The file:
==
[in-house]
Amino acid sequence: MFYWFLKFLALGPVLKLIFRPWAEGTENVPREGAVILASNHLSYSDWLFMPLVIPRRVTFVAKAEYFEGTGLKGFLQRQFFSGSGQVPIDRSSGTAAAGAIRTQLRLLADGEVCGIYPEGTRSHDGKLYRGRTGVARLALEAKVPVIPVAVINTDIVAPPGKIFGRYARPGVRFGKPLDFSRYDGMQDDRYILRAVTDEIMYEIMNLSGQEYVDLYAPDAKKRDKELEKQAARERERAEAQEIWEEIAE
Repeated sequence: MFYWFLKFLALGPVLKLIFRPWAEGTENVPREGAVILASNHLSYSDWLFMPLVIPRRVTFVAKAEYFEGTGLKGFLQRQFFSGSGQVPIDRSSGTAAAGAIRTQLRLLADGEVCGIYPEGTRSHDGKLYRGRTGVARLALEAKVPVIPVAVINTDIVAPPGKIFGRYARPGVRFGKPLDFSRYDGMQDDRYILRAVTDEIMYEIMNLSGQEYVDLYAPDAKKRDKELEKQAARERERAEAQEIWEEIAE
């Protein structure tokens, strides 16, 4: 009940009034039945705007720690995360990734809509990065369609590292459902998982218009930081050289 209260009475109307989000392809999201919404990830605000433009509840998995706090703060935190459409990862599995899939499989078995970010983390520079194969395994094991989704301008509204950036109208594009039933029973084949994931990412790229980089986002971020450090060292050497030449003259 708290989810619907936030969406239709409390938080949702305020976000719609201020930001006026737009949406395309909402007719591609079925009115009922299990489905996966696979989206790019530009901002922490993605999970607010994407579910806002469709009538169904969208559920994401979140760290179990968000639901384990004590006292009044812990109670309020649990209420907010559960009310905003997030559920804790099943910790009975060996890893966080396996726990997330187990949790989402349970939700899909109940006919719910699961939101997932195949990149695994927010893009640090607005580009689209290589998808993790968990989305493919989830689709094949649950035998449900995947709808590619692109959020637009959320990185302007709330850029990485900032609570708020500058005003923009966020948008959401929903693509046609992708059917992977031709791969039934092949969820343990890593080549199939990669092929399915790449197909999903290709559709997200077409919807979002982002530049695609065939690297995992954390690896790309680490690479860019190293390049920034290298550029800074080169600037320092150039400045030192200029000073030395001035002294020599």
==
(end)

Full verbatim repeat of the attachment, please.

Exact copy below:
[in-house]
Amino acid sequence: MFYWFLKFLALGPVLKLIFRPWAEGTENVPREGAVILASNHLSYSDWLFMPLVIPRRVTFVAKAEYFEGTGLKGFLQRQFFSGSGQVPIDRSSGTAAAGAIRTQLRLLADGEVCGIYPEGTRSHDGKLYRGRTGVARLALEAKVPVIPVAVINTDIVAPPGKIFGRYARPGVRFGKPLDFSRYDGMQDDRYILRAVTDEIMYEIMNLSGQEYVDLYAPDAKKRDKELEKQAARERERAEAQEIWEEIAE
Repeated sequence: MFYWFLKFLALGPVLKLIFRPWAEGTENVPREGAVILASNHLSYSDWLFMPLVIPRRVTFVAKAEYFEGTGLKGFLQRQFFSGSGQVPIDRSSGTAAAGAIRTQLRLLADGEVCGIYPEGTRSHDGKLYRGRTGVARLALEAKVPVIPVAVINTDIVAPPGKIFGRYARPGVRFGKPLDFSRYDGMQDDRYILRAVTDEIMYEIMNLSGQEYVDLYAPDAKKRDKELEKQAARERERAEAQEIWEEIAE
């Protein structure tokens, strides 16, 4: 009940009034039945705007720690995360990734809509990065369609590292459902998982218009930081050289 209260009475109307989000392809999201919404990830605000433009509840998995706090703060935190459409990862599995899939499989078995970010983390520079194969395994094991989704301008509204950036109208594009039933029973084949994931990412790229980089986002971020450090060292050497030449003259 708290989810619907936030969406239709409390938080949702305020976000719609201020930001006026737009949406395309909402007719591609079925009115009922299990489905996966696979989206790019530009901002922490993605999970607010994407579910806002469709009538169904969208559920994401979140760290179990968000639901384990004590006292009044812990109670309020649990209420907010559960009310905003997030559920804790099943910790009975060996890893966080396996726990997330187990949790989402349970939700899909109940006919719910699961939101997932195949990149695994927010893009640090607005580009689209290589998808993790968990989305493919989830689709094949649950035998449900995947709808590619692109959020637009959320990185302007709330850029990485900032609570708020500058005003923009966020948008959401929903693509046609992708059917992977031709791969039934092949969820343990890593080549199939990669092929399915790449197909999903290709559709997200077409919807979002982002530049695609065939690297995992954390690896790309680490690479860019190293390049920034290298550029800074080169600037320092150039400045030192200029000073030395001035002294020599």